Prejudice

1709

Clinking and Clanking was her way of spelling out D-I-N-N-E-R, and Charles loved her for it.

"Supper is ready!" Emma called out to the children. They were covered in snow, head to toe, with red noses and askew bonnets. All of Charles's little girls made sure to ruffle their dresses and erase the presence of any white goodness left in their hair. Giggles and squeaks filled the small living room's atmosphere, as well as the smell of Pork Roast drowned in white gravy, stuffing, corn, squash, carrots and beans; brewed potatoes and the smell of delicious pumpkin crisp escaped the kitchen with such a complex joy, that Charles felt as if his nose was being kissed by the delectable goodness.

"Momma, there's so much food!"Charles's younger daughter, Alma, looked to be in heaven as she nudged a darker skinned girl next to her. Maya.

Annabell nodded her consent as she followed her oldest sister's example and crossed her arms for a prayer. Anna smiled and looked towards Charles and Emma for a beginning prayer.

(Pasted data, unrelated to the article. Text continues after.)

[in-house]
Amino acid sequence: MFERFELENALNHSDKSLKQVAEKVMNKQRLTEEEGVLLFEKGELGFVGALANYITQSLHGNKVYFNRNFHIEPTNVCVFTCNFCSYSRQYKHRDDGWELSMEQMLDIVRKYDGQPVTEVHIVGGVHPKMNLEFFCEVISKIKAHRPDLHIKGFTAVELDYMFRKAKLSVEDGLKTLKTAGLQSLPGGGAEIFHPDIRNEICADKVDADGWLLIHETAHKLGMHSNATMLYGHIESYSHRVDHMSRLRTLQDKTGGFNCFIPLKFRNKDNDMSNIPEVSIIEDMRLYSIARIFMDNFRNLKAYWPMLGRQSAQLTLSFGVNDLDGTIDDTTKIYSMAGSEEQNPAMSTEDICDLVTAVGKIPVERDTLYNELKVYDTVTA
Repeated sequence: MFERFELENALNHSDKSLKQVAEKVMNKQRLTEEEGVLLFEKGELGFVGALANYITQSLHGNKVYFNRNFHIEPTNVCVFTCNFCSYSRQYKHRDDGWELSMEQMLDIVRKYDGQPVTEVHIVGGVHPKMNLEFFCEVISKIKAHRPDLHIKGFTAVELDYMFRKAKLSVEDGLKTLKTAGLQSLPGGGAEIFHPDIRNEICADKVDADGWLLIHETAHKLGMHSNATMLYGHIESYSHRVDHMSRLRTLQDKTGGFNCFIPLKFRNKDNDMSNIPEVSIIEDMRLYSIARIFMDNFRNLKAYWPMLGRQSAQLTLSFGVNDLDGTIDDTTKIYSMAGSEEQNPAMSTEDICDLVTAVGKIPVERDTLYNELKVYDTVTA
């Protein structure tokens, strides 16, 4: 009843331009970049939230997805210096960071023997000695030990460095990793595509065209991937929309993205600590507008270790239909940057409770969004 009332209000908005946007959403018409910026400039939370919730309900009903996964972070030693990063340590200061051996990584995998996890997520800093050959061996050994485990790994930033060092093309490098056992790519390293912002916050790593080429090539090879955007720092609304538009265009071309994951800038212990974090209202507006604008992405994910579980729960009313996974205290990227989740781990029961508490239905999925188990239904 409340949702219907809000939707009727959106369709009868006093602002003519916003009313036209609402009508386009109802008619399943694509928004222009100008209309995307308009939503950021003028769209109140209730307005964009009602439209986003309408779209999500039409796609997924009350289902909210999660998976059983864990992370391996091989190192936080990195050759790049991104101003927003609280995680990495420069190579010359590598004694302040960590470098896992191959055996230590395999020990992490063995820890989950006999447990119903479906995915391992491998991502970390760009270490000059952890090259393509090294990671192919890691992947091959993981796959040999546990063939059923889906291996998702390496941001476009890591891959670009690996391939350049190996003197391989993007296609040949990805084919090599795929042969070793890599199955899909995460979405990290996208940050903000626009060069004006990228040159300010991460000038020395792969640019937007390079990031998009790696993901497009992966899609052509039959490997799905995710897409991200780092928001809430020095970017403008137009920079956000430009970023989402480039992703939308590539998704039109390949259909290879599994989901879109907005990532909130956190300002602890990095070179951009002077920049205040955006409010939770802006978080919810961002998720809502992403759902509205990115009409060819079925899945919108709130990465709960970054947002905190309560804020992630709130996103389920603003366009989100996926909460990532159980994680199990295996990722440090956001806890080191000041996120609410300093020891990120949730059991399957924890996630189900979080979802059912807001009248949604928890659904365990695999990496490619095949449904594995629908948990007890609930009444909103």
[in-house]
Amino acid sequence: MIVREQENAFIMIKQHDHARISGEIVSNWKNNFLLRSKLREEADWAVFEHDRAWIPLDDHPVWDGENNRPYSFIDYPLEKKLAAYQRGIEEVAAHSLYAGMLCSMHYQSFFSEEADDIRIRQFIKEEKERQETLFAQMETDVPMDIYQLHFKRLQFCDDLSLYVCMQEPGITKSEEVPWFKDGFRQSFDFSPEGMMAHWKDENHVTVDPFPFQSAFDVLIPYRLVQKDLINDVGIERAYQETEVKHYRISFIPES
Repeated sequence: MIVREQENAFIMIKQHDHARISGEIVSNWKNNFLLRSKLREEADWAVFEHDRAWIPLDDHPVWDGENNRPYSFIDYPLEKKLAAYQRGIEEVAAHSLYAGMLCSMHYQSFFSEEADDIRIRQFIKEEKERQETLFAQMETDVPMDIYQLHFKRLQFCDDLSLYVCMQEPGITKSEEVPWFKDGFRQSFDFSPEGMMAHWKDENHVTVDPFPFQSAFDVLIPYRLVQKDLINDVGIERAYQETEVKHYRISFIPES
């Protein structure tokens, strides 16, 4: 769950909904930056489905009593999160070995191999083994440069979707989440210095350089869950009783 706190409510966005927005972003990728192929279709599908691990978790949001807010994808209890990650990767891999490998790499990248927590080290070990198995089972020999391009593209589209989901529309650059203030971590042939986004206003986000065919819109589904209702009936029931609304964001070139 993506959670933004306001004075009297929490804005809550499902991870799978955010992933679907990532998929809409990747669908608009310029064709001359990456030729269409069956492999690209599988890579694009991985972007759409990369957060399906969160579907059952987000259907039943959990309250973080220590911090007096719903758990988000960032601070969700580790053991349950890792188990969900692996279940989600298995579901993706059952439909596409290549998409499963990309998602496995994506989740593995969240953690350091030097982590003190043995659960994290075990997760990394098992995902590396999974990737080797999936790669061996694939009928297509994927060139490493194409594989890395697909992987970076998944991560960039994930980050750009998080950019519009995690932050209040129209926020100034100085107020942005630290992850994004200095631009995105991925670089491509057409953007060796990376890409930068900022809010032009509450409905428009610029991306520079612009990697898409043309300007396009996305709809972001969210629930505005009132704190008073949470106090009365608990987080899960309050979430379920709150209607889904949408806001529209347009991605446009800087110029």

Emma smiled and untied the apron from her waist. She sat at the far end of the table, smiling fondly at Charles. "It is tradition. Charles, you get to lead the Thanksgiving prayer."

"A mighty thankful prayer at that." Charles took in one long sniff and leaned forward, holding his two hands into a fist. "Oh Lord, upon this day is the merry mood of thanks. A good harvest has been brought up these new lands, and we pray thanks. God bless our family back home, that the journey here in the spring will be safe and satisfying. The waters proved horrendous at first, but we thank you for the save arrival, and the birth of your new daughter this winter. And once again, the thanks towards our beautiful guest, Maya, for her family has been kind to let her stay with us…"

"Amen."

"Daddy! Is Abigail going to eat too?" Alma asked immediately after opening her eyes.

Emma smiled, "Abigail is a little baby. She drinks milk."